Canadian Art


TH&B2: Post-Industrial Strength

270 Sherman Avenue North, Hamilton Apr 21 to May 12 2012
Janet Morton <em>emissions/omissions</em> 2012 Installation view / photo K.J. Bedford Janet Morton emissions/omissions 2012 Installation view / photo K.J. Bedford

Janet Morton <em>emissions/omissions</em> 2012 Installation view / photo K.J. Bedford

TH&B, the artist collective whose moniker is derived from the now-defunct Toronto, Hamilton & Buffalo Railway, mounted its second large-scale invitational group exhibition, “TH&B2,” this spring at 270 Sherman Avenue North in Hamilton. The space, like the title of the exhibition and the name of the collective, nods to Hamilton’s industrial past while focusing on its creative potential in the present—an issue that often arises as Hamilton seeks to redefine itself as a cultural hub.

This textile mill built in 1900, now readapted into artist studios, provided an apt setting for TH&B’s core members—Ivan Jurakic, Tor Lukasik-Foss, Dave Hind and Simon Frank—and 14 other artists and collectives from the rust belt to respond to ideas of nature, industry and architecture through installation, performance and video. These themes were explored via nostalgic gestures, pop culture references and a fanatic adherence to material exploration, generating a tone that was often melancholic, yet dotted with humour.

An extension of the body of work Secondary Occupants, Julian Montague’s The Ruins of 270 Sherman Ave. North juxtaposes graphic portraits of arachnids found throughout the building with eerie slides of the webs they occupied. Reminiscent of Hitchcock film stills, these images magnify the presence of "outdoor" species in "indoor" architectural spaces. By upsetting ideas of domesticity, the work evokes both trauma and play.

Gareth Lichty’s Hamper created a similar sense of disjuncture within a domesticated space. By wrapping a seven-kilometre-long piece of snow fence around a central support beam in the middle of the 2,800-square-metre warehouse floor, Lichty managed to create an arresting anchor. His use of material was both aesthetically pleasing and critically engaging.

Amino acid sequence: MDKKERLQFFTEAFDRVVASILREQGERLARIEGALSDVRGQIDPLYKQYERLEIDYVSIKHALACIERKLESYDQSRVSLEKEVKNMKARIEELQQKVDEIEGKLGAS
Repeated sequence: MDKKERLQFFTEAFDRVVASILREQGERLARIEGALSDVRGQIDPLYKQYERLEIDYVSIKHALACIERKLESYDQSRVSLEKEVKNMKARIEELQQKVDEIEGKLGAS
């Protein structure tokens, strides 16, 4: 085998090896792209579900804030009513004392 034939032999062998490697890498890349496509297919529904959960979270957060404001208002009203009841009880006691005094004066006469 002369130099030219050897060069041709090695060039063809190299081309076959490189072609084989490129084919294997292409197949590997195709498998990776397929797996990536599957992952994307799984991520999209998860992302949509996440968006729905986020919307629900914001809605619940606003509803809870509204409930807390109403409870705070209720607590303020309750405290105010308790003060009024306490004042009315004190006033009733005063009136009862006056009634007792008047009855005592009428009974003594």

Tor Lukasik-Foss and Ivan Jurakic explored unexpected materials as well with installations reminiscent of the collective’s piece Swarm, previously shown at Beyond/In Western New York, among other venues. For Pylon, Jurakic constructed a massive, but delicate, transmission tower out of shipping cardboard and coffee-cup lids, while Lukasik-Foss inverted this type of form, creating the sturdy, milky-transparent private performance structure I AM BIGGER THAN YOU KNOW.

Of a more ephemeral ilk, Andrew McPhail’s CRYBABY, fashioned from thousands of hand-stitched Kleenex, evoked an expansive, hazy cloudscape. A papier-mâché airplane bound with artificial tears dangled from the rafters, conjuring notions of the abject and human fragility, as well as feelings of hope and possibility.

Operating within the underscoring themes of nature versus industry, the artists—who also included Crystal Mowry, Simon Frank, Vessna Perunovich, Steve Mazza, Niall Donaghy, Shake-n-Make, Tara Cooper and Terry O’Neill, Susan Detwiler, Svava Thordis Juliusson, William Starling, Dave Hind, Roy Caussy and Janet Morton—focused on the inherent potential of the site, highlighting the budding cultural possibilities of post-industrial centres.

This article was first published online on June 7, 2012.


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